Darell Wayne Fields, Ph.D.

Darell Wayne Fields, Ph.D.
Visiting Research Scholar

Ph.D. Harvard Faculty of Arts and Sciences
M.Arch Harvard GSD
Bachelor of Science, Architecture, University of Texas, Arlington

Principal, The Maxine Studio


Darell Fields is an accomplished teacher, designer, and scholar. He has taught design, urbanism, and theory at several universities, including Harvard Graduate School of Design, California College of the Arts (San Francisco), and the University of California Berkeley. Fields was a Visiting Presidential Scholar at Princeton for 2021-2022.


Fields’s book Architecture in Black is the first systematic analysis of theoretical relationships between architecture and Blackness. He has edited architectural monographs (on Carlos Jimenez and Tadao Ando), served as editor of Harvard GSD’s Studio Works catalogue, and is a founding editor of Appendx: Culture, Theory, Praxis. His theoretical and provocative works have been exhibited at the Whitney Museum of American Art, the Studio Museum in Harlem, the August Wilson Center for African American Culture in Pittsburgh, CentralTrak (Dallas), the Yerba Buena Center for the Arts (San Francisco), and Princeton University School of Architecture.


As an inventor Fields launched an innovative research and development company (Superbia) using cutting edge digital production and rapid prototyping techniques to design, manufacture, and test sustainable building technologies. Products originating from the process were patented (e.g. Frameless Window Module, US App. 10/255,058), licensed, and marketed by the business entity, Superbia LLC. Superbia engaged the public via a custom products gallery and one-on-one design consultation. Fields’s design practice, The Maxine Studio, is based on a similar design/business model. Maxine offers vertically integrated design services, including traditional design, visualization/production (BIM), information technology, academic consulting, urban design, and branding.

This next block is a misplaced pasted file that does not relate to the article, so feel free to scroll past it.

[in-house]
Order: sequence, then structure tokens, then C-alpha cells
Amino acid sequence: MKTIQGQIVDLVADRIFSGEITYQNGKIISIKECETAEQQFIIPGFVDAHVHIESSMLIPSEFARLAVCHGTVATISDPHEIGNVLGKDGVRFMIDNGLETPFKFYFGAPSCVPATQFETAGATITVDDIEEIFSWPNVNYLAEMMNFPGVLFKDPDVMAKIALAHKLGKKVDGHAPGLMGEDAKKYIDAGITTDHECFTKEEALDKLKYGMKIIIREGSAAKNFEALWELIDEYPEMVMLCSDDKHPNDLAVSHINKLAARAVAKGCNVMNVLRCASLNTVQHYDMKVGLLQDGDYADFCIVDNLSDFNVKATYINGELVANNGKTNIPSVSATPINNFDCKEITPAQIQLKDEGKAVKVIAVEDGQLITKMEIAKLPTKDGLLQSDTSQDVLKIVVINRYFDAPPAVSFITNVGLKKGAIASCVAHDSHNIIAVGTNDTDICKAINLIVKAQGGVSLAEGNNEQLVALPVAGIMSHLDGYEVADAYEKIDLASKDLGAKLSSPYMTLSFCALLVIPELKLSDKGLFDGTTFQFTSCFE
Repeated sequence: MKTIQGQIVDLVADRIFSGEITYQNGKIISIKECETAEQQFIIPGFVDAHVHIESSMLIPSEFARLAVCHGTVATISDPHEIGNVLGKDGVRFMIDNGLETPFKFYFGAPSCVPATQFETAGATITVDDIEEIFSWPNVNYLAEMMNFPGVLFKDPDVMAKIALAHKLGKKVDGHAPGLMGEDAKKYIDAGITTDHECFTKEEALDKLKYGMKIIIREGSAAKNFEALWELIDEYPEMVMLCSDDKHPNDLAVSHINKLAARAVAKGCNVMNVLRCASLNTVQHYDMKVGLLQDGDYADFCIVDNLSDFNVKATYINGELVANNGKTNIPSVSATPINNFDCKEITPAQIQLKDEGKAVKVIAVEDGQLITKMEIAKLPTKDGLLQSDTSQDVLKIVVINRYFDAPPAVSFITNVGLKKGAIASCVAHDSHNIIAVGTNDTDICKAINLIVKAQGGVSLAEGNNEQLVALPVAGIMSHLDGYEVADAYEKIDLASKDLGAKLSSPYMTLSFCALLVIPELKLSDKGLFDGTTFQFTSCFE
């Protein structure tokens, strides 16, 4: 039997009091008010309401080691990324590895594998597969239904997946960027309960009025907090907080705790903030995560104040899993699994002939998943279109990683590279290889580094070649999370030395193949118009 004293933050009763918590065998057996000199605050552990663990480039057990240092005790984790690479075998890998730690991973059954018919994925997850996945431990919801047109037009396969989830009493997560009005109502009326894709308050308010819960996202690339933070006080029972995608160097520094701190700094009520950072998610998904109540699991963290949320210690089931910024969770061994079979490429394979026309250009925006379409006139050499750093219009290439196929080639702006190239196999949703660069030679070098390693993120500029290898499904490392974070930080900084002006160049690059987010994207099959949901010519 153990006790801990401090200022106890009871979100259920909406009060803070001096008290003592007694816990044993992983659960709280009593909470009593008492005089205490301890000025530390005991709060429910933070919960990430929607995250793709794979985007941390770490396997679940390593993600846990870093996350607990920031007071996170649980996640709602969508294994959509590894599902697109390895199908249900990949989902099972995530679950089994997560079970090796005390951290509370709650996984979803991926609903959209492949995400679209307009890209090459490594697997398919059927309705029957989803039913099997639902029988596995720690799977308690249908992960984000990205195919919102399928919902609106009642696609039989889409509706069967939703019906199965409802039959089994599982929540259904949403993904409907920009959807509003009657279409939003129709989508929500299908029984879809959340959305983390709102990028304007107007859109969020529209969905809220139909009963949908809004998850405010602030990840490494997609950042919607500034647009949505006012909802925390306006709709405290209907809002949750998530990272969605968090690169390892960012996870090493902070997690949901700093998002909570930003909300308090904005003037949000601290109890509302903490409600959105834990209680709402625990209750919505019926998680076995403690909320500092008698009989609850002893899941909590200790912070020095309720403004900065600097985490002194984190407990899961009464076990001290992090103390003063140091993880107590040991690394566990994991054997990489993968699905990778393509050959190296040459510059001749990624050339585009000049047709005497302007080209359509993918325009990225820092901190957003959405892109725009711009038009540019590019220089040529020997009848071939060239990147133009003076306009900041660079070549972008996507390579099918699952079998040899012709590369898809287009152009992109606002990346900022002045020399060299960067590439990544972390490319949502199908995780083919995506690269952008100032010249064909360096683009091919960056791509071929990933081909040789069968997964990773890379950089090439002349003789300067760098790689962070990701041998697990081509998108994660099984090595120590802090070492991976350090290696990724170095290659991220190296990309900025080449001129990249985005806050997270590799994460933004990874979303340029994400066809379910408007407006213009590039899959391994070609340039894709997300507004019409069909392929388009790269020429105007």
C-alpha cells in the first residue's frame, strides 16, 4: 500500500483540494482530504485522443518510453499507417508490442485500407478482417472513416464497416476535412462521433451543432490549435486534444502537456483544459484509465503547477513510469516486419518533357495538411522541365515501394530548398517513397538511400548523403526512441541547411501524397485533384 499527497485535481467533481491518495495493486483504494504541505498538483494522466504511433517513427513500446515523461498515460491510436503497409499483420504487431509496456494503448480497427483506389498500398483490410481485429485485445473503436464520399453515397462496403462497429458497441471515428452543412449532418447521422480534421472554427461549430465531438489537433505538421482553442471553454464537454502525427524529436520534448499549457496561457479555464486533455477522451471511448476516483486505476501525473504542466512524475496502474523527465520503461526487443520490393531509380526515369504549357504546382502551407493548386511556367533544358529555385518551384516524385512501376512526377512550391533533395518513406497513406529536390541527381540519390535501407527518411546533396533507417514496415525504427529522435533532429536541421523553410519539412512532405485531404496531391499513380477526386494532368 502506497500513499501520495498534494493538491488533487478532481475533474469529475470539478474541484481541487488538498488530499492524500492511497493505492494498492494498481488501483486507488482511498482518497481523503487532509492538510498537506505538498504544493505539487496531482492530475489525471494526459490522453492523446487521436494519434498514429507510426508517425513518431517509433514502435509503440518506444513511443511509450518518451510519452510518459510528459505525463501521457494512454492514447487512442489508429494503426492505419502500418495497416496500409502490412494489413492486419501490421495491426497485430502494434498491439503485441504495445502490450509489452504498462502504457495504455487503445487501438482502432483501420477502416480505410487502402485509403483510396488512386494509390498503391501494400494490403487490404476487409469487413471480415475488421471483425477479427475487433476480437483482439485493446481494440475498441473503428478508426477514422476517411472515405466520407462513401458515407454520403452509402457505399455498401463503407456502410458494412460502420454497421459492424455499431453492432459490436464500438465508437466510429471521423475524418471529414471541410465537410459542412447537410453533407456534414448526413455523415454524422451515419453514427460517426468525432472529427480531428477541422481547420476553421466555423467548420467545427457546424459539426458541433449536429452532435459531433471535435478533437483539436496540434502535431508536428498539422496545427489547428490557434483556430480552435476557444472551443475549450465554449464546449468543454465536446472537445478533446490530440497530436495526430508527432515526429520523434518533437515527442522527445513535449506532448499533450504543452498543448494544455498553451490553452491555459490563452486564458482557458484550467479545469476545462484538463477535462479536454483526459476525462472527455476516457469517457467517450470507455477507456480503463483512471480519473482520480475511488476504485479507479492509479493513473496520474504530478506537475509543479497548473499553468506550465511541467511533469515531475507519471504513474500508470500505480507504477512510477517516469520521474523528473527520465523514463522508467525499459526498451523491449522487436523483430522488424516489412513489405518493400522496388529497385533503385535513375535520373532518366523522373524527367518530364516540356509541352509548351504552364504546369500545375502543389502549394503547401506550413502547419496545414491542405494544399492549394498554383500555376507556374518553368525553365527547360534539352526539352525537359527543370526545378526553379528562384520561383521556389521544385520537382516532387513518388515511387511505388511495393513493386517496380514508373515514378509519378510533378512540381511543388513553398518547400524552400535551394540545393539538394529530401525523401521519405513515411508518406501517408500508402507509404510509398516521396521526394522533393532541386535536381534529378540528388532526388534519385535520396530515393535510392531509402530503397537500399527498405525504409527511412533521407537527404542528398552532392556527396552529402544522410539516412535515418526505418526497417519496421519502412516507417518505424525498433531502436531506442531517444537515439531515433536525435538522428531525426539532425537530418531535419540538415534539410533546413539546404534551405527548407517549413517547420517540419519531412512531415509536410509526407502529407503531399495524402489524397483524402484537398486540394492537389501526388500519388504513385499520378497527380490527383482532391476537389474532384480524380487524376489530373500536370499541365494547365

Fields’s professional work includes the conceptualization and design of the W.E.B. Du Bois Institute for African and African American Research (aka the Hutchins Center) at Harvard University. The center contains the Image of the Black in Western Art Archive, Visiting Fellows Program, host incubator research projects, and a substantial collection of African and African American Art. Included is the Neil L. and Angelica Zander Rudenstine Gallery—the only exhibition space at Harvard devoted to works by and about people of African descent. Most recently, the AIA award-winning Lyllye Reynolds-Parker Black Cultural Center at the University of Oregon expresses Fields’s Black aesthetic principles in built form.


Fields gave the SoA’s 2020 Kassler Lecture. His accompanying retrospective exhibition and publication, On Solitude, demonstrate Blackness as a creative negative construct in architecture. These investigations continue in the upcoming Model Behavior exhibition at The Cooper Union and the forthcoming issue of Log 57—“Black is … an’ Black ain’t.”